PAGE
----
Washington, 28 April 2005 (RFE/RL) -- In yesterday's hearing, members of the committee urged the United States' top law-enforcement and intelligence officials to share more information on the use of the most controversial parts of the Patriot Act.
Senator Olympia Snowe (Republican, Maine) said many people see the law as a restriction on civil liberties in part because of what she called a misunderstanding of its provisions. She said the Justice Department should be more open about how it is using the law to protect Americans.
"Obviously, certain activities have to remain secret, we understand that," Snowe said. "But on the other hand, I think we have to go the extra mile whenever we can to convey to the public that this [Patriot Act] is being used in the most appropriate way and we're not encroaching on people's civil liberties."
Snowe and other committee members told Attorney General Alberto R. Gonzales, Federal Bureau of Investigation (FBI) Director Director Robert S. Mueller, and Central Intelligence Agency (CIA) Director Porter J. Goss that the public is uncomfortable with certain aspects of the law.
Senator Olympia Snowe and other committee members told senior law-enforcement and intelligence officials that the public is uncomfortable with certain aspects of the law.
They include the right of the government to wiretap phone conversations and to obtain the library, credit-card, and health records of people not under criminal investigation.
Still, none of the senators said they would vote against renewing the law's controversial provisions or making them permanent.
Indeed, much of yesterday's hearing focused on ways the Patriot Act is reportedly helping to improve coordination between the FBI, which handles domestic intelligence gathering, and the CIA, which is focused on overseas spying.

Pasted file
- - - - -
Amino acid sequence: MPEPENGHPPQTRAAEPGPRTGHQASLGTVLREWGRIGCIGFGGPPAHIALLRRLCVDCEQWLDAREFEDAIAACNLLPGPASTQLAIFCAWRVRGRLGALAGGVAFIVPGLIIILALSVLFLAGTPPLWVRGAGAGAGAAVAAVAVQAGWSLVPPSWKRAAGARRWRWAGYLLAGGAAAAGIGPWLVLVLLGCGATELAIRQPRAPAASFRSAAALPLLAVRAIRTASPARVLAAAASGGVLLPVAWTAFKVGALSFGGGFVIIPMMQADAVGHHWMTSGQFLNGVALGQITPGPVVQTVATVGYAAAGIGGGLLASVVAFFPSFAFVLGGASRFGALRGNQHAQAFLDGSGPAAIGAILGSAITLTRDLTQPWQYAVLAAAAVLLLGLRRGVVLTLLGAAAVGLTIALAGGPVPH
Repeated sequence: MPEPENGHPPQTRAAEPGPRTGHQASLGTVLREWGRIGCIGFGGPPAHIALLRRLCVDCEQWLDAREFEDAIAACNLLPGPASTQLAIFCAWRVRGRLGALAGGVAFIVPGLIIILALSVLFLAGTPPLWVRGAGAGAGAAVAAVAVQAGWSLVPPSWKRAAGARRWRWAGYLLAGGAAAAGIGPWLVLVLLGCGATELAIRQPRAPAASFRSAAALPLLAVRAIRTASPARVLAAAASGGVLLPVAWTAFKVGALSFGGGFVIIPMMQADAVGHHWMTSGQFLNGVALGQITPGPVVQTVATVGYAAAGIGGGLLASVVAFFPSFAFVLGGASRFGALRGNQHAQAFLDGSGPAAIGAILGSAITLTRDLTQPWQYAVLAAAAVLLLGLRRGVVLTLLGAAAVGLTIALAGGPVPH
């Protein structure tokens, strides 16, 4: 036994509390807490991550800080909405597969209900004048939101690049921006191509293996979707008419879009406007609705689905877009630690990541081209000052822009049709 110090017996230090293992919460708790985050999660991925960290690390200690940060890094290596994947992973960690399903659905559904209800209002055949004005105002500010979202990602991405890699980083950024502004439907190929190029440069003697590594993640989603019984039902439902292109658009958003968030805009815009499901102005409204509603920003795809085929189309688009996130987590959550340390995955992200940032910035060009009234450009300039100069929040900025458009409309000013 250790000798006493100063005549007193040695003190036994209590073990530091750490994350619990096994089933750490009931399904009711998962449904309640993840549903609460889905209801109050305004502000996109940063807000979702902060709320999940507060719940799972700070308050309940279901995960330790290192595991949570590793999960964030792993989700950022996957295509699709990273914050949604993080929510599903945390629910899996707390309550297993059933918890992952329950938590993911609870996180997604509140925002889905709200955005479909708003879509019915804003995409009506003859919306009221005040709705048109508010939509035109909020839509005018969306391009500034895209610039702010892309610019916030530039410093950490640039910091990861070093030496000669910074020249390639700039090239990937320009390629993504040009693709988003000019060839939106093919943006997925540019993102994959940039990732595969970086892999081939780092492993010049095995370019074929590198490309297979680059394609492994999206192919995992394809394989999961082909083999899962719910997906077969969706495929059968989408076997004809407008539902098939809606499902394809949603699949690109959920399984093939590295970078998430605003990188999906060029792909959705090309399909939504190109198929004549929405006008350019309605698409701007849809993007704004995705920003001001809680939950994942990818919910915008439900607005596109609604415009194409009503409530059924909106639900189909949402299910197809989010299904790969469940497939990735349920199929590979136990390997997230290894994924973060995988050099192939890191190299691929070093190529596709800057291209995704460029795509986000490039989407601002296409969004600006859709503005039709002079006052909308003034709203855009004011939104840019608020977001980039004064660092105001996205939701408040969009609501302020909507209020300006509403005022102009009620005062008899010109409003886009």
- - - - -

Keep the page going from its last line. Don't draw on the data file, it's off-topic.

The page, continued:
In March, a presidential commission reported that the 11 September 2001 attacks on the United States could in part be blamed on poor coordination between those agencies.
But Mueller told the panel that the Patriot Act and new interpretations of the Foreign Intelligence Surveillance Act of 1978 -- known as FISA -- have improved cooperation between the FBI and CIA.
"It was well pointed out there [in the March report] the constraints under which we were operating prior to 11 September that...cut off the flow of information between the agencies whose responsibility is protecting security within the United States and those agencies whose responsibility is protecting the security of the United States outside the United States," Mueller said. "And the Patriot Act and the interpretation of the FISA statute have broken down that wall."
CIA Director Goss, meanwhile, said the Patriot Act is careful not to allow wholesale intelligence sharing. He said interagency sharing is predicated on what he called a "need-to-know" basis to ensure that the information does not get into the wrong hands.
But Goss stressed that the cooperation is just beginning, and full sharing will take time.
"The direction was for more sharing and more compatibility in systems so that the goals that we both have ascribed to -- about getting information where you need it, when you need it, to the right analyst -- would be available," Goss said. "I cannot assure you that's going to be accomplished immediately."
This drew a complaint from Senator Ron Wyden (Democrat, Oregon). Wyden applauded tearing down the "walls" between agencies but criticized the new, restrictive rules about sharing information.
"The pre-9/11 [pre-11 September 2001] set of walls has been replaced with a new set of walls preventing information sharing," Wyden said. "And for the life of me [indeed], when we have this limited number of people -- all with the need to know, all who are trained to handle sensitive data -- it just seems putting them through this kind of water-torture exercise to share information is pointless and doesn't serve any of the interests that you three have talked about."
As for criticism about lack of information about the way the Patriot Act is being used, Attorney General Gonzalez said the Justice Department would try to be more forthcoming about how it is enforcing the controversial law.
But Goss said the U.S. government should be careful about how frankly it publicizes its efforts to fight criminals and militants.
Goss, recently appointed by President Bush, said it would be admirable to reassure Americans how U.S. law enforcement and intelligence agencies are protecting them. But he said such candor could help terrorists determine how circumvent these measures.